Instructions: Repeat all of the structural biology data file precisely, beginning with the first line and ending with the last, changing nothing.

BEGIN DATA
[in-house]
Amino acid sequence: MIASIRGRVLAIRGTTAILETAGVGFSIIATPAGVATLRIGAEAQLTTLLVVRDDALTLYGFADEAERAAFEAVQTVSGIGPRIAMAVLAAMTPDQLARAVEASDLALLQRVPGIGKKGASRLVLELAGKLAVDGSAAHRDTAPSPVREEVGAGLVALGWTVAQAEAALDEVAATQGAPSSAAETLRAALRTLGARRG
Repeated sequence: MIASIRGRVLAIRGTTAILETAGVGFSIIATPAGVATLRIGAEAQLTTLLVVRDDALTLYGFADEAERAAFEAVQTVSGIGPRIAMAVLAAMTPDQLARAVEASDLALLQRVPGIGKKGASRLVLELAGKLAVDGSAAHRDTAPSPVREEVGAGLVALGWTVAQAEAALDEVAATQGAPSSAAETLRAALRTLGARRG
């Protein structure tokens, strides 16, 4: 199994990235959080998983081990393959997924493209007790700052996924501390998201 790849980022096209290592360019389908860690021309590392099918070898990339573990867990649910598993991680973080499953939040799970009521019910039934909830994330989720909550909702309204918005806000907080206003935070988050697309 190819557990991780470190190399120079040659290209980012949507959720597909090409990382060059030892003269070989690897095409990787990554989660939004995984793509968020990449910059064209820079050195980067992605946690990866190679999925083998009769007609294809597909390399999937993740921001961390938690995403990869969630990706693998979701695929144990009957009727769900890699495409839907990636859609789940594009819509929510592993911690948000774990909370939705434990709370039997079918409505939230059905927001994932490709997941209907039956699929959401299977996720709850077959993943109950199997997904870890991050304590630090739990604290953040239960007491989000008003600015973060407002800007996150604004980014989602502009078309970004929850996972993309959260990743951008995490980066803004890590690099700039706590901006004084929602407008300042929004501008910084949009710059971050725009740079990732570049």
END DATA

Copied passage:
[in-house]
Amino acid sequence: MIASIRGRVLAIRGTTAILETAGVGFSIIATPAGVATLRIGAEAQLTTLLVVRDDALTLYGFADEAERAAFEAVQTVSGIGPRIAMAVLAAMTPDQLARAVEASDLALLQRVPGIGKKGASRLVLELAGKLAVDGSAAHRDTAPSPVREEVGAGLVALGWTVAQAEAALDEVAATQGAPSSAAETLRAALRTLGARRG
Repeated sequence: MIASIRGRVLAIRGTTAILETAGVGFSIIATPAGVATLRIGAEAQLTTLLVVRDDALTLYGFADEAERAAFEAVQTVSGIGPRIAMAVLAAMTPDQLARAVEASDLALLQRVPGIGKKGASRLVLELAGKLAVDGSAAHRDTAPSPVREEVGAGLVALGWTVAQAEAALDEVAATQGAPSSAAETLRAALRTLGARRG
């Protein structure tokens, strides 16, 4: 199994990235959080998983081990393959997924493209007790700052996924501390998201 790849980022096209290592360019389908860690021309590392099918070898990339573990867990649910598993991680973080499953939040799970009521019910039934909830994330989720909550909702309204918005806000907080206003935070988050697309 190819557990991780470190190399120079040659290209980012949507959720597909090409990382060059030892003269070989690897095409990787990554989660939004995984793509968020990449910059064209820079050195980067992605946690990866190679999925083998009769007609294809597909390399999937993740921001961390938690995403990869969630990706693998979701695929144990009957009727769900890699495409839907990636859609789940594009819509929510592993911690948000774990909370939705434990709370039997079918409505939230059905927001994932490709997941209907039956699929959401299977996720709850077959993943109950199997997904870890991050304590630090739990604290953040239960007491989000008003600015973060407002800007996150604004980014989602502009078309970004929850996972993309959260990743951008995490980066803004890590690099700039706590901006004084929602407008300042929004501008910084949009710059971050725009740079990732570049």